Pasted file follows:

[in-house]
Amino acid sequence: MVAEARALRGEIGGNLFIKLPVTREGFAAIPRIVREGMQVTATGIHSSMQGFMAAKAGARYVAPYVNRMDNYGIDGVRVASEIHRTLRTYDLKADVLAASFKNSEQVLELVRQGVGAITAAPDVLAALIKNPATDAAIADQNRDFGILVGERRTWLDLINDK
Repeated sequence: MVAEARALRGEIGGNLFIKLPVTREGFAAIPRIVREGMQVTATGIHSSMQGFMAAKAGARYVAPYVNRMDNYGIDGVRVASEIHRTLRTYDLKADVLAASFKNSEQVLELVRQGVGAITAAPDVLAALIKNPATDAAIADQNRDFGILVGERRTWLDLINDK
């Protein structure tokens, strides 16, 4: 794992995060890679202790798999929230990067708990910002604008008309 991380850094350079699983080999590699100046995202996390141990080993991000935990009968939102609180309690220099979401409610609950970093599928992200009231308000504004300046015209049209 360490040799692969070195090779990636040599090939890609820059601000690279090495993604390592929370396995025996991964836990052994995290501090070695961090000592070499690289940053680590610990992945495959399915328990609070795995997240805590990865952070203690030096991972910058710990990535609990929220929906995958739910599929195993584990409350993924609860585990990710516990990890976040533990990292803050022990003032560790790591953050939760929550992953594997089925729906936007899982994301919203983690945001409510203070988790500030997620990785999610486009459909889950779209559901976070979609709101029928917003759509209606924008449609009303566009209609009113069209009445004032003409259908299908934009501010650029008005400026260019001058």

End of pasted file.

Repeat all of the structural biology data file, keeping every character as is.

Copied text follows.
[in-house]
Amino acid sequence: MVAEARALRGEIGGNLFIKLPVTREGFAAIPRIVREGMQVTATGIHSSMQGFMAAKAGARYVAPYVNRMDNYGIDGVRVASEIHRTLRTYDLKADVLAASFKNSEQVLELVRQGVGAITAAPDVLAALIKNPATDAAIADQNRDFGILVGERRTWLDLINDK
Repeated sequence: MVAEARALRGEIGGNLFIKLPVTREGFAAIPRIVREGMQVTATGIHSSMQGFMAAKAGARYVAPYVNRMDNYGIDGVRVASEIHRTLRTYDLKADVLAASFKNSEQVLELVRQGVGAITAAPDVLAALIKNPATDAAIADQNRDFGILVGERRTWLDLINDK
């Protein structure tokens, strides 16, 4: 794992995060890679202790798999929230990067708990910002604008008309 991380850094350079699983080999590699100046995202996390141990080993991000935990009968939102609180309690220099979401409610609950970093599928992200009231308000504004300046015209049209 360490040799692969070195090779990636040599090939890609820059601000690279090495993604390592929370396995025996991964836990052994995290501090070695961090000592070499690289940053680590610990992945495959399915328990609070795995997240805590990865952070203690030096991972910058710990990535609990929220929906995958739910599929195993584990409350993924609860585990990710516990990890976040533990990292803050022990003032560790790591953050939760929550992953594997089925729906936007899982994301919203983690945001409510203070988790500030997620990785999610486009459909889950779209559901976070979609709101029928917003759509209606924008449609009303566009209609009113069209009445004032003409259908299908934009501010650029008005400026260019001058």